Often, when a memo isn’t great, it’s not the writer’s inability to recognize the high standard, but instead a wrong expectation on scope: they mistakenly believe a high-standards, six-page memo can be written in one or two days or even a few hours, when really it might take a week or more! They’re trying to perfect a handstand in just two weeks, and we’re not coaching them right. The great memos are written and re-written, shared with colleagues who are asked to improve the work, set aside for a couple of days, and then edited again with a fresh mind. They simply can’t be done in a day or two. The key point here is that you can improve results through the simple act of teaching scope – that a great memo probably should take a week or more.
There are two things I took away from this excerpt and the letter. First, it is fascinating to see the parallels between delivering high standards and approaching learning like a chef. To develop high standards, we must first learn to break things down to first principles, understand what “good” is and develop realistic expectations for what it takes to achieve them. For example, once we approach build new habits from a first principles perspective, we realize that the expectation that we can build a new habit that matters in 21 days automatically sets us up for failure.
The second lesson is about the difficulty of writing well. As Bezos notes, writing well is a product of revisiting and rewriting. In that sense, writing well is a lot like building a new habit – committing to something matters a lot less than constantly re-committing to it.
Prof Scott Galloway of NYU has an interesting weekly newsletter where he talks about the state of big technology and his thoughts on life. On Friday last week, he had a fascinating edition summing up his approach to life strategy. While I’m sure I’ll share a couple of the nuggets that resonated in coming weeks, my favorite was “Sweating vs. Watching Other Sweat.”
The ratio of time you spend sweating to watching others sweat is a forward-looking indicator of your success. Show me a guy who watches ESPN every night, spends all day Sunday watching football, and doesn’t work out, and I’ll show you a future of anger and failed relationships. Show me someone who sweats every day, and spends as much time at events as watching them on TV, and I’ll show you someone who is good at life.
As hunter gatherers, we spent time in jungles facing enemies, predators and diseases. This setting rewarded safety. You were better off staying away from a bush with a suspected snake than veering close to it.
Most of the world’s population hasn’t lived in such an environment since we transitioned to an agrarian society. But, if we compressed 4 million years of human evolution into 24 hours, agriculture made its appearance at 23 hours 55 minutes.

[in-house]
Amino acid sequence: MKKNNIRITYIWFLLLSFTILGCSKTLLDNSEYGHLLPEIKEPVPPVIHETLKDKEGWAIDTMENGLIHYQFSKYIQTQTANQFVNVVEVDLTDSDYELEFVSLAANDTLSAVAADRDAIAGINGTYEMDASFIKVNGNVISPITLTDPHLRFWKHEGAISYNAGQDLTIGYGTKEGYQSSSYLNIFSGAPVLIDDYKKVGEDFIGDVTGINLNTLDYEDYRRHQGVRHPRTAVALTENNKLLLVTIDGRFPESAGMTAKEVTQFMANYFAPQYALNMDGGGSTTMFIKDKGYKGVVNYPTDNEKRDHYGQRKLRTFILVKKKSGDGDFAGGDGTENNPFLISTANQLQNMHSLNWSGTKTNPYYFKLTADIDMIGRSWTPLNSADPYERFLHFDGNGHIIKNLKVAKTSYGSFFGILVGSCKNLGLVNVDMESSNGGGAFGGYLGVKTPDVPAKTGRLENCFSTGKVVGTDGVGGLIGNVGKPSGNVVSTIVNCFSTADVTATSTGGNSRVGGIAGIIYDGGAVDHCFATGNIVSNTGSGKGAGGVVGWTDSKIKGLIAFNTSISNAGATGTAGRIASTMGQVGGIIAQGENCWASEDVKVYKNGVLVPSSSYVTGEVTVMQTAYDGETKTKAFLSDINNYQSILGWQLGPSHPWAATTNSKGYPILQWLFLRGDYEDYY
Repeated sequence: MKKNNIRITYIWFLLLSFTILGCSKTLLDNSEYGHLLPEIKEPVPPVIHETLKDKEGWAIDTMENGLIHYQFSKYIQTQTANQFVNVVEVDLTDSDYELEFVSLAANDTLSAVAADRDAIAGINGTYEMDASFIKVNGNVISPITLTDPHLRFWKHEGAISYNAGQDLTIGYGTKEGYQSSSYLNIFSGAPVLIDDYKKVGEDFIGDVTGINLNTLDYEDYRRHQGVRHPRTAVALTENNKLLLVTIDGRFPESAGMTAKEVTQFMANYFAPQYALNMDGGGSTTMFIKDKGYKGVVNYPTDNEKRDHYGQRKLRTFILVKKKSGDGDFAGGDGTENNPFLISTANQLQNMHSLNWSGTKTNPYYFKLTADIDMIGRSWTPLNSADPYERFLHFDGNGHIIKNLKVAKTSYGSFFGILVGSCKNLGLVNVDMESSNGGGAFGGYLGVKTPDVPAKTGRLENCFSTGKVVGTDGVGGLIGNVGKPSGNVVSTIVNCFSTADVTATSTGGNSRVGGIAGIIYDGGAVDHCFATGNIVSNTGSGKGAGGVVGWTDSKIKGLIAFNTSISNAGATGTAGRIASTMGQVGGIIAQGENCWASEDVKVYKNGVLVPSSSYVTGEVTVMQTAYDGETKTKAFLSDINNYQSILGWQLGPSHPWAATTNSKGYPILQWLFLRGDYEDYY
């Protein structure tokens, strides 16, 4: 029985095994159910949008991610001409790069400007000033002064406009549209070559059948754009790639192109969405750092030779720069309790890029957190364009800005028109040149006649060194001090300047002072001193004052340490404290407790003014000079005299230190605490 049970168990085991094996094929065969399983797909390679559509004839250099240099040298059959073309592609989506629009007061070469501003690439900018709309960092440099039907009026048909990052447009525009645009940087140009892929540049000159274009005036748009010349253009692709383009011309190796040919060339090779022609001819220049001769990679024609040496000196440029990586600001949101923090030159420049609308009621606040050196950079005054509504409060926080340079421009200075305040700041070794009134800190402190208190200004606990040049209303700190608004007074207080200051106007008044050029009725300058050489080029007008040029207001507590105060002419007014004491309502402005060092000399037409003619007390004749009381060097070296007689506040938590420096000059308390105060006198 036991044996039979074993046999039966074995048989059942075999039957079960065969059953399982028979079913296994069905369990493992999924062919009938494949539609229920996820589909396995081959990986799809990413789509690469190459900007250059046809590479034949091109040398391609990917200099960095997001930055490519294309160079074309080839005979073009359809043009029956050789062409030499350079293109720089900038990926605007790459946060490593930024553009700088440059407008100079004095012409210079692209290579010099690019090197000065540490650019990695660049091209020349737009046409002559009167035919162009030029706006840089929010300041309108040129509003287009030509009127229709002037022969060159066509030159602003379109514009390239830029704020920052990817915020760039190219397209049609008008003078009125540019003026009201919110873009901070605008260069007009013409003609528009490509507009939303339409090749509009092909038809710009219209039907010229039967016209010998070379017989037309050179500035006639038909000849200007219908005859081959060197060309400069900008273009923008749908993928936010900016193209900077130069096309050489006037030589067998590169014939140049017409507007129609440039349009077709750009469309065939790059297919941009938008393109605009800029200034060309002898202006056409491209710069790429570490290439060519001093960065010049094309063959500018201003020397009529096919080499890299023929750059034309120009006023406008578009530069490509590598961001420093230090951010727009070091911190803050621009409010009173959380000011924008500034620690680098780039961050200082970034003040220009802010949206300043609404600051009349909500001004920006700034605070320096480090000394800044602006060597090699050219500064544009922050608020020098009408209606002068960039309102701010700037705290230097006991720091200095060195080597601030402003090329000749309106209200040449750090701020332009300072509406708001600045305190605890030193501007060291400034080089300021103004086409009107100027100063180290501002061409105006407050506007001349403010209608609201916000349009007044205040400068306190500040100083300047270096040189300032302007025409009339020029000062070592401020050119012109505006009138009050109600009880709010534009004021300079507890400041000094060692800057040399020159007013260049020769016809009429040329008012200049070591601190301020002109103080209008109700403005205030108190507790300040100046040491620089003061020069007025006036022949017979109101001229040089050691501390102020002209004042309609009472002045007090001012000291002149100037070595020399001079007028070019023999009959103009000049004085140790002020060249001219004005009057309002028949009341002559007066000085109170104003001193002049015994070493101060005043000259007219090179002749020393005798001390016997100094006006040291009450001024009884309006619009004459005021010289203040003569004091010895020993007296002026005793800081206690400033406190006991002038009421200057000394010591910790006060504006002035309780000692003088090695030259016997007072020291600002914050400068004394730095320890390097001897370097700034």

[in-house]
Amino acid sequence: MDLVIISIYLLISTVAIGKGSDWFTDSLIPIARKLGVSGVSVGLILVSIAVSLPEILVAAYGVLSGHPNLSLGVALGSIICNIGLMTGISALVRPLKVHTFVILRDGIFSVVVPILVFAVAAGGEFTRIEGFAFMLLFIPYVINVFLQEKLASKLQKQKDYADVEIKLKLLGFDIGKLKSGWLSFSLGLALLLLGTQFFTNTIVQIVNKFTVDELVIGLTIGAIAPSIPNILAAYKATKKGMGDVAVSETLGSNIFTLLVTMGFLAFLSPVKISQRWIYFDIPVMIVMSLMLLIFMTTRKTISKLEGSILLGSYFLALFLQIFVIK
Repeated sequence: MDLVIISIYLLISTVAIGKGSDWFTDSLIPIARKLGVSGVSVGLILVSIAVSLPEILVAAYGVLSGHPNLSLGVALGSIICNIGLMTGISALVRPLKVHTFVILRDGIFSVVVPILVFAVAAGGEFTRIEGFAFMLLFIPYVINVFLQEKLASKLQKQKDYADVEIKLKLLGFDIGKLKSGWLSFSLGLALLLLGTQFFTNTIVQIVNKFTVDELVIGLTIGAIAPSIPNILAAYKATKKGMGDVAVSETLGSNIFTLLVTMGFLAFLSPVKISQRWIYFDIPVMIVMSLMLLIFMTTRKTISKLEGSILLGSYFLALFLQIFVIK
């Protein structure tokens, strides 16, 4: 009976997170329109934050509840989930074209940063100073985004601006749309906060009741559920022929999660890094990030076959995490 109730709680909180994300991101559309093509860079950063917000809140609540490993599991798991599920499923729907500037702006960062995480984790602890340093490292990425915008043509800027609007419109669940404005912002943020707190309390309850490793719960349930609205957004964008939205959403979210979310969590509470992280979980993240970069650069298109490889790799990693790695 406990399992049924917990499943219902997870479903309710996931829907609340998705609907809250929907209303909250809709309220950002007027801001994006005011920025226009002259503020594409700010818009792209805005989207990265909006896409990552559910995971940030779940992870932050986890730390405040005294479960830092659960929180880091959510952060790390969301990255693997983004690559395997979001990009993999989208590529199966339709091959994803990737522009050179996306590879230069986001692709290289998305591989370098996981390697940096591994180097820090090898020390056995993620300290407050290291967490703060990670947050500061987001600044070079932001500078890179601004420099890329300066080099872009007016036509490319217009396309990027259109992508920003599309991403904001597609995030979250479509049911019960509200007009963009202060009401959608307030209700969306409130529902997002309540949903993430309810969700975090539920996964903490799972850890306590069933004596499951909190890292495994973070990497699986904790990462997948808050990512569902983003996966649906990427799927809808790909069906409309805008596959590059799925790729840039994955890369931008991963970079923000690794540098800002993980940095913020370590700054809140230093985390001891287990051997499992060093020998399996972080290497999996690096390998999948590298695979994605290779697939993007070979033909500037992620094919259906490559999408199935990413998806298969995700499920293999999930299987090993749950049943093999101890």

(H/T Seeking Wisdom by Peter Bevelin for this insight)
This dichotomy is what makes understanding human – why, even our own – behavior hard. We assume rationality and logic to be drivers of action when insecurity and fear turn out to be better predictors of action.
Behaving like hunter gatherers is counter productive in a world where the fundamental assumptions are different. However, we cannot change if we don’t understand how entrenched these behaviors are.
Acceptance follows understanding. And, change comes with acceptance.
At the end of his book “Things a Little Bird Told Me,” Twitter Co-Founder Biz Stone made a profound comment about wealth. He said money amplifies who you are as a person. I think about that from time to time when I see/hear about extraordinary displays of wealth. There are those who use it to buy incredible private jets and boats and then there are others who find different uses for their money that amplify who they are in ways that can be very inspiring. Mashpi Lodge is one such fascinating project.
Roque Sevilla, a successful businessman and the former Mayor of Quito (Ecuador), decided to buy 130 hectares of “cloud forest.” Cloud forests are fast disappearing thanks to deforestation. And, Roque purchased this forest from a logging company for less than $400,000. To put that into perspective, that is half the median price of a home in many major cities.
A picture of the Mashpi Reserve with Mashpi Lodge in the center. Source and thanks: National Geographic
In the 17 years since he purchased it, the resident Biologist has discovered multiple animal species – various amphibians, monkeys and even Puma – that had been lost to the world for decades.
He also demolished the logging mill and replaced it with an incredible 100% sustainable hotel called “Mashpi Lodge.” His goal was to share this special experience with others and, perhaps, inspire them.
I haven’t been there myself but was so glad to stumble upon an episode of Mashpi Lodge on “Amazing Hotels” on Netflix. If you are interested in learning more, there’s a 6 minute video of Roque describing the Mashpi project.
It is a very inspiring story. I’m hopeful many others follow his lead.